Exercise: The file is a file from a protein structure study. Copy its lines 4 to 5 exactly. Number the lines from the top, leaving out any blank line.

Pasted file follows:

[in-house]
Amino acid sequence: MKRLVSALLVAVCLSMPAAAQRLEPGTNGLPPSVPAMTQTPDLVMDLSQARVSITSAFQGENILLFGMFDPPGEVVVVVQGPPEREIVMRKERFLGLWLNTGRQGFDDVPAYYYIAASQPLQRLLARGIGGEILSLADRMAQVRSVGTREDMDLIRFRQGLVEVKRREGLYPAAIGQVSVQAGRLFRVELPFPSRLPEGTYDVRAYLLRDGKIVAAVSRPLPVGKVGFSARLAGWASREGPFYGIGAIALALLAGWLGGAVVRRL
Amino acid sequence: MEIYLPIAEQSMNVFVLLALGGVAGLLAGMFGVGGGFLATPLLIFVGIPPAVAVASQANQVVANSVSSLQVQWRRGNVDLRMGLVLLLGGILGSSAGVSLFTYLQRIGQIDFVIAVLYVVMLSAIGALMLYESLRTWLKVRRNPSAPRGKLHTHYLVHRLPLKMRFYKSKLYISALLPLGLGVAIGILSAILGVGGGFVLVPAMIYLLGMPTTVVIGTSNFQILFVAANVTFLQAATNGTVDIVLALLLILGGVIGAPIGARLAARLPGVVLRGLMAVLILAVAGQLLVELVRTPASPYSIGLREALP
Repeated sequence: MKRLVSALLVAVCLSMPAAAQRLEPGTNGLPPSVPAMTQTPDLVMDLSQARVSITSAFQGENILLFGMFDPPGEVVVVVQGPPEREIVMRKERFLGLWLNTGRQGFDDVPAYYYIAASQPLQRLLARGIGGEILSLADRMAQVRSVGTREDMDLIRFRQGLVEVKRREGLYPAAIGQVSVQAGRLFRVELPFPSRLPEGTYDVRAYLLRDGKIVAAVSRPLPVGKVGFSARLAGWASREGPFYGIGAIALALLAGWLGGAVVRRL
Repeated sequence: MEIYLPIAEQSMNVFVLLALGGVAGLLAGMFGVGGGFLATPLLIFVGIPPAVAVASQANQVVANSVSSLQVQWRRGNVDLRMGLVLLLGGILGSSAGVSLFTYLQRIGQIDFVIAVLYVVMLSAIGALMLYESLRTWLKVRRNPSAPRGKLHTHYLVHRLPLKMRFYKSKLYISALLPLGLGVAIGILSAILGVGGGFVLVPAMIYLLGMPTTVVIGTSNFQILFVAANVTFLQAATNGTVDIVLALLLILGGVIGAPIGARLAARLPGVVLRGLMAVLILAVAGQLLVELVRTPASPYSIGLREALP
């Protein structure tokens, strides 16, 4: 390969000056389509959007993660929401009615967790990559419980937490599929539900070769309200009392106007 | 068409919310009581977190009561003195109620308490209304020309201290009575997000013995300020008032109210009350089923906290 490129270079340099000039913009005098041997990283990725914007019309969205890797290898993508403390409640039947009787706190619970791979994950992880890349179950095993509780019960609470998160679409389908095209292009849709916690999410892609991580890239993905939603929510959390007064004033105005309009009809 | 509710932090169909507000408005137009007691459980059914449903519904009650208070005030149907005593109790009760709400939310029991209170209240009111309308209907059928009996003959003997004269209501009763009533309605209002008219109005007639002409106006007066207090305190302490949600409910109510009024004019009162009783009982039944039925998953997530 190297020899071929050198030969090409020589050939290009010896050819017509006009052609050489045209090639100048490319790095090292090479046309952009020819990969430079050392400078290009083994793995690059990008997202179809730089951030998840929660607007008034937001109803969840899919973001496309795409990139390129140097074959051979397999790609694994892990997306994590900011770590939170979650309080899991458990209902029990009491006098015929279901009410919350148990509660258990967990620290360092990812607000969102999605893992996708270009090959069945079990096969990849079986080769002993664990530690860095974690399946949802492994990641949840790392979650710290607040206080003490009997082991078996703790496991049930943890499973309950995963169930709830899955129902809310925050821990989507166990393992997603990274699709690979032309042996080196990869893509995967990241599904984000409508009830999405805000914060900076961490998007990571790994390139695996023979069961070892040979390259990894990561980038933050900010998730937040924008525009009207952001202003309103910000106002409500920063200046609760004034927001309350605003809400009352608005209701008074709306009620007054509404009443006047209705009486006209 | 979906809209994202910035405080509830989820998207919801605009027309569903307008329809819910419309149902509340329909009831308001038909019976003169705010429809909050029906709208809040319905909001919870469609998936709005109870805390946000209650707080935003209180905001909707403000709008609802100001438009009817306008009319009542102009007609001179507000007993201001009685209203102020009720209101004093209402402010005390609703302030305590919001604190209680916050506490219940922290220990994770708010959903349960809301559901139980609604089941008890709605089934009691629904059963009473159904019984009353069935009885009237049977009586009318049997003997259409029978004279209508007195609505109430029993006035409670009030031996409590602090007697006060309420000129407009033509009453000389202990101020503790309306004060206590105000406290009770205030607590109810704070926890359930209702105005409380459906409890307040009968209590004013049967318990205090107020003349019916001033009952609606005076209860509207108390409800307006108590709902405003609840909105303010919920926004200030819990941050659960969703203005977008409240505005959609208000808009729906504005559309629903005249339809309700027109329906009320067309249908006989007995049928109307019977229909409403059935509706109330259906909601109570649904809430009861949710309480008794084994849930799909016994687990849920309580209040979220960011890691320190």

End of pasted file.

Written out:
Repeated sequence: MKRLVSALLVAVCLSMPAAAQRLEPGTNGLPPSVPAMTQTPDLVMDLSQARVSITSAFQGENILLFGMFDPPGEVVVVVQGPPEREIVMRKERFLGLWLNTGRQGFDDVPAYYYIAASQPLQRLLARGIGGEILSLADRMAQVRSVGTREDMDLIRFRQGLVEVKRREGLYPAAIGQVSVQAGRLFRVELPFPSRLPEGTYDVRAYLLRDGKIVAAVSRPLPVGKVGFSARLAGWASREGPFYGIGAIALALLAGWLGGAVVRRL
Repeated sequence: MEIYLPIAEQSMNVFVLLALGGVAGLLAGMFGVGGGFLATPLLIFVGIPPAVAVASQANQVVANSVSSLQVQWRRGNVDLRMGLVLLLGGILGSSAGVSLFTYLQRIGQIDFVIAVLYVVMLSAIGALMLYESLRTWLKVRRNPSAPRGKLHTHYLVHRLPLKMRFYKSKLYISALLPLGLGVAIGILSAILGVGGGFVLVPAMIYLLGMPTTVVIGTSNFQILFVAANVTFLQAATNGTVDIVLALLLILGGVIGAPIGARLAARLPGVVLRGLMAVLILAVAGQLLVELVRTPASPYSIGLREALP